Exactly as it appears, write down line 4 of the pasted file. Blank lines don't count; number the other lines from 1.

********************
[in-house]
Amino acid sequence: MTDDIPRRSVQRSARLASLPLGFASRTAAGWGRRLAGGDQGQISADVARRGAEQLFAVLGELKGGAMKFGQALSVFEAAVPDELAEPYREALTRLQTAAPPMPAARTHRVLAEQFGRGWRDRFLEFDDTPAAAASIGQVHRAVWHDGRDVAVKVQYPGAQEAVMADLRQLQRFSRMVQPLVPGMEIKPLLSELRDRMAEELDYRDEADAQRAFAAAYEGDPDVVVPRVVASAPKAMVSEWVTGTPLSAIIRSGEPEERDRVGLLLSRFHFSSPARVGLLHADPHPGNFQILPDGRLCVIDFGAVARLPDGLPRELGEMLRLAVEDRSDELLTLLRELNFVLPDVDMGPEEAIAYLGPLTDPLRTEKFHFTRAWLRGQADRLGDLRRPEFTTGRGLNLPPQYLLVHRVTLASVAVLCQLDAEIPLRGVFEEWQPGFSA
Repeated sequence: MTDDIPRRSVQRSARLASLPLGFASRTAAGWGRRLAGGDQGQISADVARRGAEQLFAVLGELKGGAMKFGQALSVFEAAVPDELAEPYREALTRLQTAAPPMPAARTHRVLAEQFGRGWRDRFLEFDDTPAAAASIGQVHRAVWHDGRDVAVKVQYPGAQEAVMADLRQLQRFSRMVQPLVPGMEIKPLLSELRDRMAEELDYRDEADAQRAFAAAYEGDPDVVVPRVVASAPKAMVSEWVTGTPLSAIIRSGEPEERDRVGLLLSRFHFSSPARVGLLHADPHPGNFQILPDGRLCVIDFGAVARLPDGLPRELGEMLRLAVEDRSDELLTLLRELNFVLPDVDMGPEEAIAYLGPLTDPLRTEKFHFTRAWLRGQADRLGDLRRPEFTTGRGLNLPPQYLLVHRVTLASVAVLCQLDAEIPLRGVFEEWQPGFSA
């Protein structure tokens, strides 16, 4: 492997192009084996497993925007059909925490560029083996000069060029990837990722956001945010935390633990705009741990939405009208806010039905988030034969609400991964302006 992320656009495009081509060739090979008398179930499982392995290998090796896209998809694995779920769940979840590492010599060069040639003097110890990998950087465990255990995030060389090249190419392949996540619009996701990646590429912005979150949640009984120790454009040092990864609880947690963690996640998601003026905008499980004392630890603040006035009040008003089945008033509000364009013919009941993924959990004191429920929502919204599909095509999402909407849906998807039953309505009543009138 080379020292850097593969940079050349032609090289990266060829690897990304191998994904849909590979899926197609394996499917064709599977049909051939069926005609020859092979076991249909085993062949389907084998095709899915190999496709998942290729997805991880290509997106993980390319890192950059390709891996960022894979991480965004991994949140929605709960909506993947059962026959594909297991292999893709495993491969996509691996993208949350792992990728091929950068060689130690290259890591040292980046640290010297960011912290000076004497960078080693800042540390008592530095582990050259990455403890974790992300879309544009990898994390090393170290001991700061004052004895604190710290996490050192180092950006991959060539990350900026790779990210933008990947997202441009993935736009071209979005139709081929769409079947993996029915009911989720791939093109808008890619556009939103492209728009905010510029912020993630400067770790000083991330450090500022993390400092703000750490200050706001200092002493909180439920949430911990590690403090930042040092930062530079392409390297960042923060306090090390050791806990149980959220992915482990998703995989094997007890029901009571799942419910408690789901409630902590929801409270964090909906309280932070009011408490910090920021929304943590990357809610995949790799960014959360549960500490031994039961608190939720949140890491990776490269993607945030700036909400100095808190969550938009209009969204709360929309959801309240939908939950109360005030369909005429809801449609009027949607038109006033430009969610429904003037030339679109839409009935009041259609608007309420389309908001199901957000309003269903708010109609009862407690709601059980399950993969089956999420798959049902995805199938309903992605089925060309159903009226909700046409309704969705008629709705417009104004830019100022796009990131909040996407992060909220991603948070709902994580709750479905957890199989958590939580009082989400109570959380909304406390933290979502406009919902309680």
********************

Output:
């Protein structure tokens, strides 16, 4: 492997192009084996497993925007059909925490560029083996000069060029990837990722956001945010935390633990705009741990939405009208806010039905988030034969609400991964302006 992320656009495009081509060739090979008398179930499982392995290998090796896209998809694995779920769940979840590492010599060069040639003097110890990998950087465990255990995030060389090249190419392949996540619009996701990646590429912005979150949640009984120790454009040092990864609880947690963690996640998601003026905008499980004392630890603040006035009040008003089945008033509000364009013919009941993924959990004191429920929502919204599909095509999402909407849906998807039953309505009543009138 080379020292850097593969940079050349032609090289990266060829690897990304191998994904849909590979899926197609394996499917064709599977049909051939069926005609020859092979076991249909085993062949389907084998095709899915190999496709998942290729997805991880290509997106993980390319890192950059390709891996960022894979991480965004991994949140929605709960909506993947059962026959594909297991292999893709495993491969996509691996993208949350792992990728091929950068060689130690290259890591040292980046640290010297960011912290000076004497960078080693800042540390008592530095582990050259990455403890974790992300879309544009990898994390090393170290001991700061004052004895604190710290996490050192180092950006991959060539990350900026790779990210933008990947997202441009993935736009071209979005139709081929769409079947993996029915009911989720791939093109808008890619556009939103492209728009905010510029912020993630400067770790000083991330450090500022993390400092703000750490200050706001200092002493909180439920949430911990590690403090930042040092930062530079392409390297960042923060306090090390050791806990149980959220992915482990998703995989094997007890029901009571799942419910408690789901409630902590929801409270964090909906309280932070009011408490910090920021929304943590990357809610995949790799960014959360549960500490031994039961608190939720949140890491990776490269993607945030700036909400100095808190969550938009209009969204709360929309959801309240939908939950109360005030369909005429809801449609009027949607038109006033430009969610429904003037030339679109839409009935009041259609608007309420389309908001199901957000309003269903708010109609009862407690709601059980399950993969089956999420798959049902995805199938309903992605089925060309159903009226909700046409309704969705008629709705417009104004830019100022796009990131909040996407992060909220991603948070709902994580709750479905957890199989958590939580009082989400109570959380909304406390933290979502406009919902309680």